Shed building plans for constructing your personal backyard storage structure
Have you run out of storage space in your garage? It comes as a surprise to most homeowners when they discover that their garage is overflowing with all kinds of tools and equipment
That is when they usually decide it is time to build a shed in the backyard.
You can craft a basic outbuilding with some simple shed building plans, cedar lumber, and a few weekends of construction work. Here are the main steps involved in constructing a garden shed.
Create the shed base
A concrete slab base is the most durable form of shed foundation. You can also use concrete blocks and timber skids to create the foundation of your shed.
To build a concrete slab base, first dig out a 6-inch-deep ditch that is one foot bigger in dimension than the shed. Next, place a four-inch-thick layer of gravel into the ditch and pat it down tightly. Place lumber forms along the perimeter of the ditch and then pour concrete mixture over the gravel. Let the concrete cure overnight and then even the edges with a trowel.
While a concrete slab foundation is extremely sturdy, it can also be very expensive. If you want to keep costs low, then you can use concrete blocks for making the base. Place the blocks in equidistant rows and columns along the locations where you will lay the floor joists. Keep two feet distance between two blocks.
A foundation built with skids is the cheapest and is also the most prone to water damage. It is created by arranging pressure-treated timber beams in parallel rows on the ground.
Construct framework for the floor
The floor framework for your shed will be constructed using interconnected rim joists and floor joists. Create the joists from pressure-treated wood by cutting to appropriate lengths using a circular saw. The length of each joist will be described in your shed blueprints.
Create the 2 main band boards by cutting 4x4 lumber to the shed's length specified in the plans and lay them out on the floor. Next, craft the 2 rim joists and lay them perpendicular to the band boards. This will form the outer perimeter of the shed floor. Use galvanized nails to fasten the band boards to the rim joists.
Now build the joists and skids as mentioned in your plans and nail them inside the outer frame. Check that each skid and joist are accurately square and toenail them at intervals of two feet.
Lastly, cover the floor frame with half-inch thick plywood sheathing. Nail the sheathing to the outer frame as well as to the skids at 6-inch intervals. It is recommended to use pressure-treated sheathing to increase the durability of your shed's floor.
Craft and hoist the shed walls
Your shed wall will be constructed using plates and studs. The horizontal members that run along the top and bottom of the wall frame are known as plates, and the vertical members that run along the height of the wall are known as studs. Studs are usually installed between the top and bottom wall plates at intervals of 16 inches.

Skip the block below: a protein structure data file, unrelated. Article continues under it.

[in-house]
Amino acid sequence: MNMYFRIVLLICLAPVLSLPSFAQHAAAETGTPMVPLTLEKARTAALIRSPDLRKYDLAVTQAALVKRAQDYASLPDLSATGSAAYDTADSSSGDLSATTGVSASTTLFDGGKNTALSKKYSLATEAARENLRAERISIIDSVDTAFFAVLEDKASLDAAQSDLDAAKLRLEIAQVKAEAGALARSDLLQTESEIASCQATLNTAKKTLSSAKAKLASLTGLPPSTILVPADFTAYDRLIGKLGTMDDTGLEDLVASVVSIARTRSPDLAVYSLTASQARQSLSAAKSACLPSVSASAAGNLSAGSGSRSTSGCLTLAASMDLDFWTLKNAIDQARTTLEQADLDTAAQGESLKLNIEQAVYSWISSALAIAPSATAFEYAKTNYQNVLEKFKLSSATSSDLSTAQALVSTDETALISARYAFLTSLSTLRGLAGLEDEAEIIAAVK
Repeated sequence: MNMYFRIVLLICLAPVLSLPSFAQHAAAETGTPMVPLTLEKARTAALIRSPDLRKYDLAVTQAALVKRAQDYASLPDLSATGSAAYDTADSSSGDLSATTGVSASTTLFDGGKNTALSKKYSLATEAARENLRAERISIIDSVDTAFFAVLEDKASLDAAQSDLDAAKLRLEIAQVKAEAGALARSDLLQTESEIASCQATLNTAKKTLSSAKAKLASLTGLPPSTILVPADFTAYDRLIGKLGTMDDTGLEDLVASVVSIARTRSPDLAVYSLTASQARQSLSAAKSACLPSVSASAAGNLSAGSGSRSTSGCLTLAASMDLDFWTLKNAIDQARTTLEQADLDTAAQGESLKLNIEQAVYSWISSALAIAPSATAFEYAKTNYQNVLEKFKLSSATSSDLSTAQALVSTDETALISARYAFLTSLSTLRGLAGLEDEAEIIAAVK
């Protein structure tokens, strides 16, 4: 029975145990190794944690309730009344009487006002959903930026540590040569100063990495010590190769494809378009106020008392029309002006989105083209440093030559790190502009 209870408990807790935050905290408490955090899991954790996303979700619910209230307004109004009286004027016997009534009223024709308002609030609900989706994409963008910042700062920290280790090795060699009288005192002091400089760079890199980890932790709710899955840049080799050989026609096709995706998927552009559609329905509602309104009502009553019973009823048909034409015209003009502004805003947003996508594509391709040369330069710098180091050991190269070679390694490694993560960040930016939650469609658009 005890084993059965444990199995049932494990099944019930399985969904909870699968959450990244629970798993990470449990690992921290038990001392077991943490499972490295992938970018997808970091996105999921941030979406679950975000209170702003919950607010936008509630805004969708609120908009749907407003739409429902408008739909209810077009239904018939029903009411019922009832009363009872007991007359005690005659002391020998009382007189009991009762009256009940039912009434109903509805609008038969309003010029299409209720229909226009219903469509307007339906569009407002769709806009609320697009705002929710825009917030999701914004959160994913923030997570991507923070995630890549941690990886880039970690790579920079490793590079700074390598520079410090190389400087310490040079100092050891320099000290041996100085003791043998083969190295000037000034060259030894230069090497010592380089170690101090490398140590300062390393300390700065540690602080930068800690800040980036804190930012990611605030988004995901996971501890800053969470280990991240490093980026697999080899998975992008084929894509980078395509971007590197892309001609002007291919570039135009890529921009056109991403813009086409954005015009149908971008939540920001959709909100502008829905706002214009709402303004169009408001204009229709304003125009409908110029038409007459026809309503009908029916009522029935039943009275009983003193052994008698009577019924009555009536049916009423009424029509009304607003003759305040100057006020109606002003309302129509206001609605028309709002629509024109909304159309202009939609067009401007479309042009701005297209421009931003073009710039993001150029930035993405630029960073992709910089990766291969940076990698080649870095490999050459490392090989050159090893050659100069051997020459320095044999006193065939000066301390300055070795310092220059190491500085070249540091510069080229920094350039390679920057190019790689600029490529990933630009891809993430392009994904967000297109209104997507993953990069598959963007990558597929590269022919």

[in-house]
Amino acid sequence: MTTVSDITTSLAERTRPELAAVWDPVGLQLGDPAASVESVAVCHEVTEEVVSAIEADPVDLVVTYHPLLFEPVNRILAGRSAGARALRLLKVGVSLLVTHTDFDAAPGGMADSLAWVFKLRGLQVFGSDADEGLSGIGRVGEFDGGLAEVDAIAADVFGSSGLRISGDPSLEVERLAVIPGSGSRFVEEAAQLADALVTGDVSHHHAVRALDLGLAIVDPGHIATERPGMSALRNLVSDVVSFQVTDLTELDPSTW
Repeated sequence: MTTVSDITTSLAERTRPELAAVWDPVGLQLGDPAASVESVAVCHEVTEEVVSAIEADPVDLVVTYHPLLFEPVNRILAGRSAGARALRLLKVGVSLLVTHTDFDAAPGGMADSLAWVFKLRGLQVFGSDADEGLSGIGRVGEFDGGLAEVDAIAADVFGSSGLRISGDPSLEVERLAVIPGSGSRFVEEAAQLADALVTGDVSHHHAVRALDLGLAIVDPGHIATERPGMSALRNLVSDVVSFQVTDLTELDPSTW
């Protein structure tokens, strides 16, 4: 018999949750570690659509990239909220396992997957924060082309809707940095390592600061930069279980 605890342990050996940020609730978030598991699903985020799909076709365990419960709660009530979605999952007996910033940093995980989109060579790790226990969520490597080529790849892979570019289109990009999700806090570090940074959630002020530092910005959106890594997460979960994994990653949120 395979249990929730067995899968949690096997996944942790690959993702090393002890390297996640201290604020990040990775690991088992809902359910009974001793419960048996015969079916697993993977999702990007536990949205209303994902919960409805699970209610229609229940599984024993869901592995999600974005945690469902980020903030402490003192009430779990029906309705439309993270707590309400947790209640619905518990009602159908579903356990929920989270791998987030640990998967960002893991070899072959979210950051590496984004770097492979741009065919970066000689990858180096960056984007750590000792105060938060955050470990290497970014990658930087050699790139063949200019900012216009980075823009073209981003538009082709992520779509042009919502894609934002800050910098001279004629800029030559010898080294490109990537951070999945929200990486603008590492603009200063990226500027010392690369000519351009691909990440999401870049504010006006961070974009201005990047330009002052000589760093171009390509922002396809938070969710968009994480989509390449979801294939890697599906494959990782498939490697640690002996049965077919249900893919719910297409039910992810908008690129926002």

Mark the positions for the bottom plates of the four walls on the shed floor with chalk. Create the wall plates by cutting 2x4 timber boards to the dimensions mentioned in the blueprints.
Align the bottom plates over the floor markings and position them such that the adjoining walls are accurately perpendicular to each other.
Mark the locations for installing studs on each wall plate with chalk. Leave an extra gap in the front wall that will contain the door.
Create studs by cutting 2x4 timber with a circular saw. Fasten them to the wall plate by driving two galvanized nails at either end of each stud.
Sandwich a plywood board between two timber boards to create the headers for the doors and windows. Secure the pieces with galvanized 12d nails. Install headers into the door and window openings.
Raise the completed wall framework over the chalk tracings drawn on the floor. Drive 12d nails through the bottom plate into the floor frame at six-inch intervals. Secure adjoining walls by nailing at one-foot intervals.
Build the roof framework
Start by creating a common rafter template based on the design in your shed plans. Use a speed square to make the birdsmouth cut in the rafter. Extend the rafter tail about 6 inches beyond the walls to create the overhang eaves.
Create the ridge board using weather-proof lumber and mark the position for each rafter on it. Fasten one end of each rafter to the ridge board and install the birdsmouth on the wall plate. Secure both the rafter ends with 16d nails. Once all rafters have been attached to both ends of the ridge board, you can install the roof sheathing.
First, attach plywood sheathing to the ridge beam and then work your way downwards. Cover the sheathing with roofing paper and then install asphalt shingles.
Add finishing touches to your shed by sanding off any rough surfaces and painting it with wood stain.
Keep up with the top stories from Reader’s Digest by subscribing to our weekly newsletter.